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Hook, Line and Sinker

By Tony Hooker
“Say it ain’t so, Joe.”  One hundred years ago this September, Chicago Daily News writer Charley Owens penned a touching column after “Shoeless” Joe Jackson admitted that he had agreed with seven of his Chicago White Sox teammates to fix the 1919 world series.  Jackson, who earned his eternal sobriquet in 1908, when he played a game in his socks after a new pair of cleats wore blisters,  was subsequently banned for life, even though he hit .375 and was perfect in the field during the series, leading many to believe that he hadn’t actually joined the conspiracy.  The incident left a lasting black eye on the sport that will never be fully forgotten.

Fast forward to 2020, the weirdest year ever, and I wonder what ole’ Charley would write if he saw what was happening in baseball.  

In what could prove to be the most tone-deaf dispute in the history of a sport that is rife with tone-deaf disputes, the MLB players and owners can’t seem to find agreement about how pay will work out for any sort of season that is played.

In a nutshell, the owners claim that they will lose billions if the games are played in empty stadiums and want the players to take pay cuts to try to mitigate the damage.  Basically, the owners, who made tens of billions in profits for years, want their employees to take the majority of the hit for the one season they might face a loss.  The players, unsurprisingly, aren’t willing to do it.

In March, the players and owners came to an agreement on a prorated salary plan that would pay based on the number of games the teams played, and because of labor laws, the players are unwilling to even discuss a new agreement lest the March document become unenforceable.

Also, because of the prorated nature of the existing agreement, the MLBPA wants to play as many games as possible, thus ensuring that the players make as much as possible.  Of course, during a time when national unemployment rates are approaching record levels, I doubt they’ll find much sympathy amongst fans when players like Mike Trout stand to make somewhere in the neighborhood of $220,000 per game in 2020.  In 2018, the average big-league salary was S4,095,000, which translates to a smooth $ 22,500 per game.  For those poor (irony intended) saps making the major league minimum of $563,500, they stand to make a paltry $3100 per day.  Plus per diem.  Yep, millionaire ball players get meal money.  Man I wish I could have hit a curve.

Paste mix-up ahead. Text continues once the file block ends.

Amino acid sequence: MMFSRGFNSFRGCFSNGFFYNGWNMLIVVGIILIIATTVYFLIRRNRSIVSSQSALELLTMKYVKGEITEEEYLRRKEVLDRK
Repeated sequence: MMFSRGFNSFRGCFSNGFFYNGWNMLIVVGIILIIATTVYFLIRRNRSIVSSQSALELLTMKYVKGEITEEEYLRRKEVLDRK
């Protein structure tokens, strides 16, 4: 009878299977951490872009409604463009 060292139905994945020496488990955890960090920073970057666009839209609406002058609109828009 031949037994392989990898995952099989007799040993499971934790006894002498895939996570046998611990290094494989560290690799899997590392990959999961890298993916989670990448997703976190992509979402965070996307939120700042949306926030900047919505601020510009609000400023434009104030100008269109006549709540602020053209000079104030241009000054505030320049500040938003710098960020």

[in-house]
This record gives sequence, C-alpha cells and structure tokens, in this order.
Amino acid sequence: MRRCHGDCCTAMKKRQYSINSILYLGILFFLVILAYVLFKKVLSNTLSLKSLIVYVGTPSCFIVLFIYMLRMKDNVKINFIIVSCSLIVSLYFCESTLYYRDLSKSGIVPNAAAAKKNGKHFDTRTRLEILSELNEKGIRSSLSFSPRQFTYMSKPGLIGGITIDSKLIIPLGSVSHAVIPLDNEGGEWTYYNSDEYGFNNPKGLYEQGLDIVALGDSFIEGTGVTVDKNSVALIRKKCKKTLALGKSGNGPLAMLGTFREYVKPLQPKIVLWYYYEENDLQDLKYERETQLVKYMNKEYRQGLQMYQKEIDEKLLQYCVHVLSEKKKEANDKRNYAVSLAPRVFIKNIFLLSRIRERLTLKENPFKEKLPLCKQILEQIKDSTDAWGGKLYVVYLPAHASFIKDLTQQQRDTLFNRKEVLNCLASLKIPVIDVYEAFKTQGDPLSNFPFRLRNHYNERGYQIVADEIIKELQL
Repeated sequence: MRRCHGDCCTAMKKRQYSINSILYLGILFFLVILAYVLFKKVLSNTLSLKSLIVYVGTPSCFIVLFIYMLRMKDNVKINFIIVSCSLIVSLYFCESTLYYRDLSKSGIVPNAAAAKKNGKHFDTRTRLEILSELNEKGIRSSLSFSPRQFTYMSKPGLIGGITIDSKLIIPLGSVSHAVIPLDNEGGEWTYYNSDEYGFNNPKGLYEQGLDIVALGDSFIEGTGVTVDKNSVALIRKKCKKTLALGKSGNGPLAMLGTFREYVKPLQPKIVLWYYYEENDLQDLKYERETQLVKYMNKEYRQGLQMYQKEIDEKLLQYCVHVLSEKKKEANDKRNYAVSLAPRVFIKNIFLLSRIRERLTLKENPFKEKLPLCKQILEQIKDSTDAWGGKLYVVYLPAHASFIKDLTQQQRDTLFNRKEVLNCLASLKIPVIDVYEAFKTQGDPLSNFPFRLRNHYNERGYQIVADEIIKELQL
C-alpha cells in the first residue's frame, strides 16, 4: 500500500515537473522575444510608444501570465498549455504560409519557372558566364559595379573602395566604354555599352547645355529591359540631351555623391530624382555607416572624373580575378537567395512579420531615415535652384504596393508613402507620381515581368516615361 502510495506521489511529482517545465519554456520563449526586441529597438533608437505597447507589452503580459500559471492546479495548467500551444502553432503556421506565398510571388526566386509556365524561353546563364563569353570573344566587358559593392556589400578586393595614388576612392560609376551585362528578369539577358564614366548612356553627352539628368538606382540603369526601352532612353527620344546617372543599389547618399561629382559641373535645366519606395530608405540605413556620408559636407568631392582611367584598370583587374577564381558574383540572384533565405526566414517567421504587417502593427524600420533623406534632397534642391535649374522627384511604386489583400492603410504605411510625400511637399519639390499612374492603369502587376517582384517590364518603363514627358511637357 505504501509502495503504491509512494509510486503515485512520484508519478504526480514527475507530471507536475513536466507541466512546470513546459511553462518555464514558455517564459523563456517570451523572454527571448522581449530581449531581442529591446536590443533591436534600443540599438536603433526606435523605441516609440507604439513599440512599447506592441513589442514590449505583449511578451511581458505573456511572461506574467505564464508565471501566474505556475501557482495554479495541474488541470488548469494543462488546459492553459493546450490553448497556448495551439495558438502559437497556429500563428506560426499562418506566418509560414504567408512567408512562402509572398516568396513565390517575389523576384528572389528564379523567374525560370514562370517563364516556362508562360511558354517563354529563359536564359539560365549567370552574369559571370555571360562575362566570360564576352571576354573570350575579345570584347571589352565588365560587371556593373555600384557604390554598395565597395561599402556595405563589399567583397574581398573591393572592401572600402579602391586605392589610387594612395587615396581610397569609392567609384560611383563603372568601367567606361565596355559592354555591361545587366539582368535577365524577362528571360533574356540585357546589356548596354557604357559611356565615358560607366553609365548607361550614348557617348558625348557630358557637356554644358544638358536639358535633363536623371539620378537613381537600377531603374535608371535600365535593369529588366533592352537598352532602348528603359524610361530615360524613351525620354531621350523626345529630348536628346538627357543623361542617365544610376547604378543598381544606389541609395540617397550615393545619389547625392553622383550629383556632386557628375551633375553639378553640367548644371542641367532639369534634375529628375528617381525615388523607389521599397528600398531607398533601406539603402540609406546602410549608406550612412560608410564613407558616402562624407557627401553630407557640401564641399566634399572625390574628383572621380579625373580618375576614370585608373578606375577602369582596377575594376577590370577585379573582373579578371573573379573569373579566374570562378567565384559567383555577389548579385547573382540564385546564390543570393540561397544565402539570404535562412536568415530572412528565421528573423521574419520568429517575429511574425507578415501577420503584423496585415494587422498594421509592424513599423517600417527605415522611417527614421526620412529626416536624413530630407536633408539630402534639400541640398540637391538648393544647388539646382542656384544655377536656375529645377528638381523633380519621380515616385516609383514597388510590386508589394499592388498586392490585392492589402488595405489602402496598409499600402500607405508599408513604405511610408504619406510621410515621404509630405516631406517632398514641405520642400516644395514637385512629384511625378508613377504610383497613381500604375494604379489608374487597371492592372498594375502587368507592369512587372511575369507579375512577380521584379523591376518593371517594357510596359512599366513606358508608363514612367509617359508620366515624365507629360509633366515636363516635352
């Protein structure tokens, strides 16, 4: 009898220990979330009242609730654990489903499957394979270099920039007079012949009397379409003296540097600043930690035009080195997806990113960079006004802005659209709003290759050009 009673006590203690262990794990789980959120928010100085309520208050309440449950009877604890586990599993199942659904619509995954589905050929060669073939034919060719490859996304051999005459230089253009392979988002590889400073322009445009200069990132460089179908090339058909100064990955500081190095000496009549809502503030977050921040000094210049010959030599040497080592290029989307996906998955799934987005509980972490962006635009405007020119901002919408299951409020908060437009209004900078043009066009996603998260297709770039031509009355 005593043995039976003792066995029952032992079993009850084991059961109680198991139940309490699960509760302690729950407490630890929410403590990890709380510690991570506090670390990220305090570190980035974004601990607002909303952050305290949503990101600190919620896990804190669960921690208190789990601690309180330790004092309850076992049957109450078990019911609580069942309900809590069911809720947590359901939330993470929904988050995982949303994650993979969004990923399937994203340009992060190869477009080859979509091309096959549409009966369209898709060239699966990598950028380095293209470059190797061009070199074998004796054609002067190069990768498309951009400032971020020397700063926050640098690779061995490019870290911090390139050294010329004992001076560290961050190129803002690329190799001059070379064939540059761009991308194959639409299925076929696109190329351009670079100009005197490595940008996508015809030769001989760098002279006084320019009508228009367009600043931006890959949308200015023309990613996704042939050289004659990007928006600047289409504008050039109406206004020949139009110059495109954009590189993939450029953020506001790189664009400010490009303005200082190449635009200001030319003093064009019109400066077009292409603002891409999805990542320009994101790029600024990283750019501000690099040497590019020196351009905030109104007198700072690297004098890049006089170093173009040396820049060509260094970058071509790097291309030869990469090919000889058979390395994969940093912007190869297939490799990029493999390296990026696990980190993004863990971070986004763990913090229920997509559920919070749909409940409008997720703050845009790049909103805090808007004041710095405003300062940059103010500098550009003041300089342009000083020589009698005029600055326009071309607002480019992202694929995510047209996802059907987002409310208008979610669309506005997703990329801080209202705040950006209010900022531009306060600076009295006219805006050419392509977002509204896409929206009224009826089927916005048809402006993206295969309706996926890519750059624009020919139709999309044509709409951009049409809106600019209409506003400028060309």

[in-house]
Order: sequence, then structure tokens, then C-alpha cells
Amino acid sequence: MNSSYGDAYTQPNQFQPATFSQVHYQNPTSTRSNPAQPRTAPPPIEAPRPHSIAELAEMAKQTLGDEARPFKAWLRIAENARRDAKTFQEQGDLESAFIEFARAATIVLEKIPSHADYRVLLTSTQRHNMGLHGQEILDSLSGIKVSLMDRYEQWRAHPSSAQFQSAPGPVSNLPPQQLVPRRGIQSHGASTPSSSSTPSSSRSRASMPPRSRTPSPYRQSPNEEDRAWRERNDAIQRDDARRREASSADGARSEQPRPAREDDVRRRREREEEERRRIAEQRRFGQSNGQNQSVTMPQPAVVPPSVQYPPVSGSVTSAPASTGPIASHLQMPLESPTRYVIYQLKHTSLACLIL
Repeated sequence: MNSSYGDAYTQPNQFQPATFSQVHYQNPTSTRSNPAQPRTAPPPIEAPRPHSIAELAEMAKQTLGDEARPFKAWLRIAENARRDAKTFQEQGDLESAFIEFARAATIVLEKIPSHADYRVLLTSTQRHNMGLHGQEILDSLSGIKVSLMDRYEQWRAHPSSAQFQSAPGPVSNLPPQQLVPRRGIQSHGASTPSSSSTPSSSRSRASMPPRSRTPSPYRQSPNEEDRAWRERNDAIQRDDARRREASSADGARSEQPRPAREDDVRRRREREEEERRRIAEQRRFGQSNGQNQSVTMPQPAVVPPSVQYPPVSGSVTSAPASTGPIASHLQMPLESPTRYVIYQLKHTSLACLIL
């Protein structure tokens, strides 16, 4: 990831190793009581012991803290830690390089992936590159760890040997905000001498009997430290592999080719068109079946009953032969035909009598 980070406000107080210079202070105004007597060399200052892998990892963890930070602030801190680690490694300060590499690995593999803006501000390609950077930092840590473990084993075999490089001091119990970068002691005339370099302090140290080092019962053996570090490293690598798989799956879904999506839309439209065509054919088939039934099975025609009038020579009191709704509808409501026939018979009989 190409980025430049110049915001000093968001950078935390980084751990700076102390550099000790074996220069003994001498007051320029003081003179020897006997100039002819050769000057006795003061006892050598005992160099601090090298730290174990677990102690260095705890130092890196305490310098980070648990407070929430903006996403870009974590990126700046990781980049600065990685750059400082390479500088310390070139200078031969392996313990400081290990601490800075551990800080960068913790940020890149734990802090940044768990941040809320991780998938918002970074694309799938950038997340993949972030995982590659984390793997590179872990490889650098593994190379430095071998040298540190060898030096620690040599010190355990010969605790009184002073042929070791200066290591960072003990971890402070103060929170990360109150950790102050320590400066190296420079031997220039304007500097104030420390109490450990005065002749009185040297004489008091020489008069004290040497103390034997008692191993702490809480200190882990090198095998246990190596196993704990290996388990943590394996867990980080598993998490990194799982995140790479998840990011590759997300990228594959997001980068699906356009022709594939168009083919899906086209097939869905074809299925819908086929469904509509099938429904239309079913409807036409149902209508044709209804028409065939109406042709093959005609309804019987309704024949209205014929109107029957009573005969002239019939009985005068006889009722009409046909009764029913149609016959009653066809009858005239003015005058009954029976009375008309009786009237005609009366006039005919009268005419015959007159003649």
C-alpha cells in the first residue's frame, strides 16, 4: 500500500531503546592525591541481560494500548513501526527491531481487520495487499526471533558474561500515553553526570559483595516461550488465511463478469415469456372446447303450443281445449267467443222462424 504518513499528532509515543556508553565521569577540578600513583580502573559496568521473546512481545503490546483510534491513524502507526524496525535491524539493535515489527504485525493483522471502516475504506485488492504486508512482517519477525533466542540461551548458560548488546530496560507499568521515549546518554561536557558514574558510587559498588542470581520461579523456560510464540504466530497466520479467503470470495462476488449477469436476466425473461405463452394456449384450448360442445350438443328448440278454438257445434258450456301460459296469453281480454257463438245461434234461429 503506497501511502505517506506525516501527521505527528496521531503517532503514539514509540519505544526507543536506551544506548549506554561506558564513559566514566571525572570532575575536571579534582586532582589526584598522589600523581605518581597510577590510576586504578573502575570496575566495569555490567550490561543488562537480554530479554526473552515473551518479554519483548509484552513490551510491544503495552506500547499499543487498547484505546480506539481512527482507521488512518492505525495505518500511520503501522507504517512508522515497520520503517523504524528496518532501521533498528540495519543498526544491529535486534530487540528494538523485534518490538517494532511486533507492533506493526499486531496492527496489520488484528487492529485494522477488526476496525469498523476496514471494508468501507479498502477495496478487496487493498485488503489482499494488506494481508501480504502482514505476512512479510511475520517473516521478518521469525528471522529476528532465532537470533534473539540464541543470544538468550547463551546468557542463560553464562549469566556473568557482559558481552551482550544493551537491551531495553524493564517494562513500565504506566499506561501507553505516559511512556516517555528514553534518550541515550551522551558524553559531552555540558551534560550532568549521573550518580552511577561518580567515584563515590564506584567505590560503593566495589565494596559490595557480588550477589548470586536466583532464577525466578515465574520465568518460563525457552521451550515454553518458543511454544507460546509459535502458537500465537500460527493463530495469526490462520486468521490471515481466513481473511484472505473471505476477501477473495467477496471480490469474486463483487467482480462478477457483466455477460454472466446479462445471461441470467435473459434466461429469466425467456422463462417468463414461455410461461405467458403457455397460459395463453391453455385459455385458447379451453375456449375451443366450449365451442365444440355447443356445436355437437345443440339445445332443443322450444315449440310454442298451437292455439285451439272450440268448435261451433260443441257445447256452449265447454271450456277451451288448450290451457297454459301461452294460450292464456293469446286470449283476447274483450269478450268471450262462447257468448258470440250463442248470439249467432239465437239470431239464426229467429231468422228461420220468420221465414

Of course, the owners won’t have to have a yard sale or stand on a corner with a coffee can, as they would have you believe.  In 2019, the New York Yankees brought in a smooth $683 million.  The Cubs, $471 million, and the Cardinals, $383 million, per  In other words the owners, who all made their billions in other businesses that they still are active in, for the most part, can stand to take a one year hit.  The owners, for their part, want a shorter regular season so that the playoffs and world series, real money makers, generally, can be played before the chances of a COVID-19 recharge become more likely with the return of cooler weather. 

Other issues still being worked out, include provisions for the health and safety of the players. Interestingly, things as minute as each pitcher being required to have his own rosin bag have entered the discussion.  

So, say it ain’t so.  Say that MLB, which has image issues and is losing ground with a good deal of today’s youth, isn’t going to continue to kill the geese that lays the golden eggs, like they’ve tried to do for much of the past three decades.   Say that they will not squander an opportunity to bring a desperately needed distraction to a country on the edge of chaos.  I remain hopeful.  If they cancel this season because of argument’s over who’s stacks are fatter, it will be like we’re all wearing cleats that cause blisters.

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